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In-depth Feature:  M-Audio Studiophile BX8 + SP-8S
Nick B writes:
  • Specifications .

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    Enclosures are sturdy, made from MDF (medium density fibreboard) with a plasticised paint coating giving decent scratch resistance. The only thing to watch out for is that it is a bit slippery – so careful mounting is needed – for the purposes of this review I placed the BX8s on top of my Yamaha NS-10’s on rubber pads to prevent them sliding off. Rubber pads or grip tape should be included methinks.

    Around the back, amps are securely fixed with recessed mounting, though surprisingly the BX8s don’t have any external heatsinks. However, I didn’t find that the amps ran particularly hot. The rear panel is pretty simple, there’s an XLR input, a TRS (tip-ring-sleeve) stereo jack alternative input, which can accept either balanced or unbalanced connections, a volume knob, power switch and mains socket. (Mains leads are supplied – well done M-Audio!). There’s also a reasonable sized bass port, enabling “extremely low frequencies” according to it’s makers.

    You also find the various EQ and curve settings: Accoustic Space, High Freq, Mid Range and Low Cutoff. Accoustic Space appears to increase and decrease the energy of the midrange, Hi Freq the level of the tweeter, Mid Range switches between two EQ settings and the Low Rolloff adjusts the bass cutoff, switchable at 37,47 and 80Hz.

    In comparison, the SP-8S has a physically larger amp unit with a chunky heatsink, stereo inputs, crossover outs L+R plus an output for an additional sub should you wish, plus the controls for level, phase, sub frequency and satellite cut off frequency.

    Plugging up the BX8s is pretty simple – start with all equipment off! Then just take the signal outputs from your source (in my case, the monitor/control room out from my Yamaha 03D on TRS) and plug em into the left and right speaker inputs respectively. Once connections have been made, power up the source first, then the SP-8S and you’re ready to adjust the EQ settings.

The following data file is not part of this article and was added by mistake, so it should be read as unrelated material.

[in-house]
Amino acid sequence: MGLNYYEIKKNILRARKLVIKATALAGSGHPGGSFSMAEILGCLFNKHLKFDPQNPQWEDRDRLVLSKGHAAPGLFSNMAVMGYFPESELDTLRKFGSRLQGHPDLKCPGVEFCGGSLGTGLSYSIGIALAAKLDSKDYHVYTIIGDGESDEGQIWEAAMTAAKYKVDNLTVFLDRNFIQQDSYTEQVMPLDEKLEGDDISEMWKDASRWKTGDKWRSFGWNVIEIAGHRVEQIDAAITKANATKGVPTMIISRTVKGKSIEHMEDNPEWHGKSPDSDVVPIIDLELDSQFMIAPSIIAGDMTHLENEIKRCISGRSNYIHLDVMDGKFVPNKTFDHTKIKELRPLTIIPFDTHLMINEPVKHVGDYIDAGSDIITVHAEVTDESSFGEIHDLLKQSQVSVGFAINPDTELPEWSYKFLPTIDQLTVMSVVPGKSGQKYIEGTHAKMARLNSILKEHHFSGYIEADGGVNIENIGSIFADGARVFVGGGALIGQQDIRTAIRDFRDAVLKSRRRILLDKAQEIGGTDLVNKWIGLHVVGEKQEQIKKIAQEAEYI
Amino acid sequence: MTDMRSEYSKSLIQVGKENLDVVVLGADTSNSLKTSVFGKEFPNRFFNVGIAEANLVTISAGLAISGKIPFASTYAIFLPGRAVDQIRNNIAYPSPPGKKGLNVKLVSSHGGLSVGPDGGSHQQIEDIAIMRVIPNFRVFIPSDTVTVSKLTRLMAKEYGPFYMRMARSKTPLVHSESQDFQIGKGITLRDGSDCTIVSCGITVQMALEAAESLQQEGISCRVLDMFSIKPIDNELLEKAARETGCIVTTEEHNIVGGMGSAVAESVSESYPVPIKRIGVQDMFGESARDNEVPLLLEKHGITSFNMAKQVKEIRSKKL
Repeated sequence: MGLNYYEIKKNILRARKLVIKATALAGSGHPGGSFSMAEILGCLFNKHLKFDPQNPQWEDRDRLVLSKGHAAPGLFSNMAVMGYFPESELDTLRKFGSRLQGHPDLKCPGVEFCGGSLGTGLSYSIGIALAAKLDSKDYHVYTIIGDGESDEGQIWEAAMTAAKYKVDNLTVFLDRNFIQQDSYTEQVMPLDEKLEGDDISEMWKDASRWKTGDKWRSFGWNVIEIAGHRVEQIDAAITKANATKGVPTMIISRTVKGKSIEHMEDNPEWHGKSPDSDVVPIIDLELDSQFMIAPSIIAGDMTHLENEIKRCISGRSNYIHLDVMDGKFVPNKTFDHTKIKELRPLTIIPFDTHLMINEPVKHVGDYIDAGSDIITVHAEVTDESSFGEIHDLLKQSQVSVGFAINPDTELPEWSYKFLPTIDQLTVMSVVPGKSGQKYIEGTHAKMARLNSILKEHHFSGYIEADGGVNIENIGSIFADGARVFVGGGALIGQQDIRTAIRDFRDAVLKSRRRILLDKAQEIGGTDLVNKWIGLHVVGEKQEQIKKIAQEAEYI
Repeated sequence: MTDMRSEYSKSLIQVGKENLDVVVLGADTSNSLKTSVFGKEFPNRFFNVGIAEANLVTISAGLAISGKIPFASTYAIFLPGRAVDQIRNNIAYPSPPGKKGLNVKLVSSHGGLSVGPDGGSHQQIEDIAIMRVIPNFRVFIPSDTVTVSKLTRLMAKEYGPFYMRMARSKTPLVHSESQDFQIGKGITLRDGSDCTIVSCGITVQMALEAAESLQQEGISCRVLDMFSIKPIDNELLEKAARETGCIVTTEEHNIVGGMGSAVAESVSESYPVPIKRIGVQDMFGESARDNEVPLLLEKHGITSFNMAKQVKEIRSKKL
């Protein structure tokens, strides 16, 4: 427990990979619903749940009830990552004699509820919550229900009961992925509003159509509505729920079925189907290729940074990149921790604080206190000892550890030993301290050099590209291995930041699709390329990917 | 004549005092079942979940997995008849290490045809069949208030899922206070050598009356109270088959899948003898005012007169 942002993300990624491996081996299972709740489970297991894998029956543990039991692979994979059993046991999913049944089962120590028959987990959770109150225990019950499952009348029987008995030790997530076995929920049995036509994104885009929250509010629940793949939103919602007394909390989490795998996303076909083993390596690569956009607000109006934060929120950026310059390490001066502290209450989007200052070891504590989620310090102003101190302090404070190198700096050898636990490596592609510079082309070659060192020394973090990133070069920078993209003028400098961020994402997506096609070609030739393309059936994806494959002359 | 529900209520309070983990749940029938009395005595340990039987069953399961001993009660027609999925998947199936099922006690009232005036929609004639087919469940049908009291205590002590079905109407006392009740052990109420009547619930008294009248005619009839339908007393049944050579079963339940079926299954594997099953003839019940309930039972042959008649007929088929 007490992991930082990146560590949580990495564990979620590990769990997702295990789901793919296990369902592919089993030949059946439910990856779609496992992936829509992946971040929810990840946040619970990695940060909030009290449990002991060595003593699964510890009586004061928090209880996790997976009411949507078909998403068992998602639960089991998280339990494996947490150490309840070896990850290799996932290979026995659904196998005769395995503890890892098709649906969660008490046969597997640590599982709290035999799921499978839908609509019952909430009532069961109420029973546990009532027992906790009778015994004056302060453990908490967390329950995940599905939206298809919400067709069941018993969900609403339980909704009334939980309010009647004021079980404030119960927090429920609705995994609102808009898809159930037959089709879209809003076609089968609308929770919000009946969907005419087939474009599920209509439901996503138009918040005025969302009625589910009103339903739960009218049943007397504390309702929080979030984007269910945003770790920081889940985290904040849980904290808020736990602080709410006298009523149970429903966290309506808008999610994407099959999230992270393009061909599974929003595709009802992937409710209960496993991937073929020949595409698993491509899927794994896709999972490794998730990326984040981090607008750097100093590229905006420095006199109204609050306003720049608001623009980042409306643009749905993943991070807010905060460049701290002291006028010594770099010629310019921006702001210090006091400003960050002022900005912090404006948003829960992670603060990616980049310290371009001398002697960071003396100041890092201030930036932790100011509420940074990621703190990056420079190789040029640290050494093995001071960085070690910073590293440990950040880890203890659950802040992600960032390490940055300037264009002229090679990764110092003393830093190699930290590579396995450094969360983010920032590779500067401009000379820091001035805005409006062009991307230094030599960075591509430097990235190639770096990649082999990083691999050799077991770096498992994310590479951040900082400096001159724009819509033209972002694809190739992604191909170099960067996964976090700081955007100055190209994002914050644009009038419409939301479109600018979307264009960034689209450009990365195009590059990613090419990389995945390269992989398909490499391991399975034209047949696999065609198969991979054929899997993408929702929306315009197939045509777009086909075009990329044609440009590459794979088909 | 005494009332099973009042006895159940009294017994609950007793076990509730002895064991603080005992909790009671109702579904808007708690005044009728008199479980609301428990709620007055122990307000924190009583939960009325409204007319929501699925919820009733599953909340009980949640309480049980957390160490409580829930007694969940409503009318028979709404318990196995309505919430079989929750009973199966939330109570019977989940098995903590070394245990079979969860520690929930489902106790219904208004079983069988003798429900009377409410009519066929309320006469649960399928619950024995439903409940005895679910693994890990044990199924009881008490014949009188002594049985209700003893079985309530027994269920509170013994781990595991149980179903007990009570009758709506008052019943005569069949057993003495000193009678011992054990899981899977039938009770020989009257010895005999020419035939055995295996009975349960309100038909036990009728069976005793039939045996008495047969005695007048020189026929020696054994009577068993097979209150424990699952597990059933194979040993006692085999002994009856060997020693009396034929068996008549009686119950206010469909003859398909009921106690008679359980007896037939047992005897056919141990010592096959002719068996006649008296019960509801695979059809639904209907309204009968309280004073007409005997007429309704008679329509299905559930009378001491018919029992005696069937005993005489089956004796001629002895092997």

Between them these settings do offer quite a wide tonal variation in sound. I found the BX-8s at their flat setting a tad bright and brash for my ears, so I set them to the following setting for my optimal EQ. Amp, room and program material will no doubt govern the final settings for everyone but you should be able to achieve what you need.

    Make sure the signal you send is low at first to ensure you don’t freak out the neighbours (or do yourself any ear damage). You may wish to set the level for the amps lower than max and that may take a little tweaking as the volume control is on the back. Not a problem unless access to the rear of the speakers is restricted – like mine for instance, but you only need to set it up once.

    Setting up the SP-8S sub unit is a little more involved. Firstly, connect your stereo source to theSP-8S inputs and on to the SP-8S via the XLR outputs. Then you can set the overall level of the sub bass with the, you guessed it, level control. Setting the frequency that the SP-8S works at is nicely tunable with the subwoofer frequency control –variable between 50Hz and 180Hz and the satellite high pass frequency – controls the frequency at which the signal is passed on to the SP-8B’s. Between them it’s possible to greatly change the characteristics of the setup and proves to be extremely flexible.

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